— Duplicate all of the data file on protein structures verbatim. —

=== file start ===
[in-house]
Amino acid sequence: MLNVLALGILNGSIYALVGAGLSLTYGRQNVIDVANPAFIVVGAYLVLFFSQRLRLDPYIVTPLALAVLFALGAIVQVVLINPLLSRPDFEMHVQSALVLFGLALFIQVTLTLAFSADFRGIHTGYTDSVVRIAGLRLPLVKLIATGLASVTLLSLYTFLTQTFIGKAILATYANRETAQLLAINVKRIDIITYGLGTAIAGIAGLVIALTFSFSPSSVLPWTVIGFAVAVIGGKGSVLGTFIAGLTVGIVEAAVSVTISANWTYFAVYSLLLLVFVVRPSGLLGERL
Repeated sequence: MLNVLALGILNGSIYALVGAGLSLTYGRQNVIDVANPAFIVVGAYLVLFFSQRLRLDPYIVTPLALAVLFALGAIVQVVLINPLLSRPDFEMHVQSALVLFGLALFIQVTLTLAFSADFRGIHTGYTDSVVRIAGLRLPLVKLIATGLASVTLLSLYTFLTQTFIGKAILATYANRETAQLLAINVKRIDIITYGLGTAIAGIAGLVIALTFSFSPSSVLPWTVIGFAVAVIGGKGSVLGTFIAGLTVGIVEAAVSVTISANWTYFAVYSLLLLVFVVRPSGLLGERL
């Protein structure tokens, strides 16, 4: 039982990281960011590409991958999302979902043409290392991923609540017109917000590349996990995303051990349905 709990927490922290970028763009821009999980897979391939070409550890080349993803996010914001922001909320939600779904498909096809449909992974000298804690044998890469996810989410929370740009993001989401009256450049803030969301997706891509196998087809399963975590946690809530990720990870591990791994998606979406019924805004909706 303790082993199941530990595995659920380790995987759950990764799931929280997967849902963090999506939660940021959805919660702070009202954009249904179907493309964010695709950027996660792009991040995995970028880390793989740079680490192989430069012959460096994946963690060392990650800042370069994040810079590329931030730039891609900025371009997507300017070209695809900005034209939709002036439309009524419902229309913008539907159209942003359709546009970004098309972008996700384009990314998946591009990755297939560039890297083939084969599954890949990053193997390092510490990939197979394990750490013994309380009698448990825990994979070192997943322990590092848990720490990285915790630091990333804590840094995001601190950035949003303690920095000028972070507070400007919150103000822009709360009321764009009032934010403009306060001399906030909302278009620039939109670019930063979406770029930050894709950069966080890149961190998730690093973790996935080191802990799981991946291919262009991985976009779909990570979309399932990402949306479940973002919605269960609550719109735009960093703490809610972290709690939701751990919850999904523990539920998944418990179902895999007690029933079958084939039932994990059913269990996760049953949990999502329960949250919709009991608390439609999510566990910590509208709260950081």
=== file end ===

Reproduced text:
[in-house]
Amino acid sequence: MLNVLALGILNGSIYALVGAGLSLTYGRQNVIDVANPAFIVVGAYLVLFFSQRLRLDPYIVTPLALAVLFALGAIVQVVLINPLLSRPDFEMHVQSALVLFGLALFIQVTLTLAFSADFRGIHTGYTDSVVRIAGLRLPLVKLIATGLASVTLLSLYTFLTQTFIGKAILATYANRETAQLLAINVKRIDIITYGLGTAIAGIAGLVIALTFSFSPSSVLPWTVIGFAVAVIGGKGSVLGTFIAGLTVGIVEAAVSVTISANWTYFAVYSLLLLVFVVRPSGLLGERL
Repeated sequence: MLNVLALGILNGSIYALVGAGLSLTYGRQNVIDVANPAFIVVGAYLVLFFSQRLRLDPYIVTPLALAVLFALGAIVQVVLINPLLSRPDFEMHVQSALVLFGLALFIQVTLTLAFSADFRGIHTGYTDSVVRIAGLRLPLVKLIATGLASVTLLSLYTFLTQTFIGKAILATYANRETAQLLAINVKRIDIITYGLGTAIAGIAGLVIALTFSFSPSSVLPWTVIGFAVAVIGGKGSVLGTFIAGLTVGIVEAAVSVTISANWTYFAVYSLLLLVFVVRPSGLLGERL
């Protein structure tokens, strides 16, 4: 039982990281960011590409991958999302979902043409290392991923609540017109917000590349996990995303051990349905 709990927490922290970028763009821009999980897979391939070409550890080349993803996010914001922001909320939600779904498909096809449909992974000298804690044998890469996810989410929370740009993001989401009256450049803030969301997706891509196998087809399963975590946690809530990720990870591990791994998606979406019924805004909706 303790082993199941530990595995659920380790995987759950990764799931929280997967849902963090999506939660940021959805919660702070009202954009249904179907493309964010695709950027996660792009991040995995970028880390793989740079680490192989430069012959460096994946963690060392990650800042370069994040810079590329931030730039891609900025371009997507300017070209695809900005034209939709002036439309009524419902229309913008539907159209942003359709546009970004098309972008996700384009990314998946591009990755297939560039890297083939084969599954890949990053193997390092510490990939197979394990750490013994309380009698448990825990994979070192997943322990590092848990720490990285915790630091990333804590840094995001601190950035949003303690920095000028972070507070400007919150103000822009709360009321764009009032934010403009306060001399906030909302278009620039939109670019930063979406770029930050894709950069966080890149961190998730690093973790996935080191802990799981991946291919262009991985976009779909990570979309399932990402949306479940973002919605269960609550719109735009960093703490809610972290709690939701751990919850999904523990539920998944418990179902895999007690029933079958084939039932994990059913269990996760049953949990999502329960949250919709009991608390439609999510566990910590509208709260950081």